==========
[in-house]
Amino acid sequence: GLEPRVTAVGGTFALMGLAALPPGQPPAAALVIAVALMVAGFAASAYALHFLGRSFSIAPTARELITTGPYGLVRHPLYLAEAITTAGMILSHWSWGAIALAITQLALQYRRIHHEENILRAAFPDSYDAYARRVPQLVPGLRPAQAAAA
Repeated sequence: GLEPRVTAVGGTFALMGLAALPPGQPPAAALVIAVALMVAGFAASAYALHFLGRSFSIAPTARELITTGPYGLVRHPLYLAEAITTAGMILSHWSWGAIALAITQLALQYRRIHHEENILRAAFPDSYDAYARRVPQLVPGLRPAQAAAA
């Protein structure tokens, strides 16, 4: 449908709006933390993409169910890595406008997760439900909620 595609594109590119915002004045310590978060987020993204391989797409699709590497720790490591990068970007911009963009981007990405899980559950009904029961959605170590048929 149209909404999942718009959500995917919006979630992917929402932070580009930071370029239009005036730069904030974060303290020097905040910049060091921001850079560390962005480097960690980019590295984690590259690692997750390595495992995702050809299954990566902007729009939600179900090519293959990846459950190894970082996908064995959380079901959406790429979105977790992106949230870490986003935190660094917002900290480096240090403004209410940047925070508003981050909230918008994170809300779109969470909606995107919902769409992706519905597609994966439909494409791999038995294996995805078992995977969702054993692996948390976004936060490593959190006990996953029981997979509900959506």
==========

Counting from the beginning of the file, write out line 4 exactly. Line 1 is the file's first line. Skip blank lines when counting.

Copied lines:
């Protein structure tokens, strides 16, 4: 449908709006933390993409169910890595406008997760439900909620 595609594109590119915002004045310590978060987020993204391989797409699709590497720790490591990068970007911009963009981007990405899980559950009904029961959605170590048929 149209909404999942718009959500995917919006979630992917929402932070580009930071370029239009005036730069904030974060303290020097905040910049060091921001850079560390962005480097960690980019590295984690590259690692997750390595495992995702050809299954990566902007729009939600179900090519293959990846459950190894970082996908064995959380079901959406790429979105977790992106949230870490986003935190660094917002900290480096240090403004209410940047925070508003981050909230918008994170809300779109969470909606995107919902769409992706519905597609994966439909494409791999038995294996995805078992995977969702054993692996948390976004936060490593959190006990996953029981997979509900959506």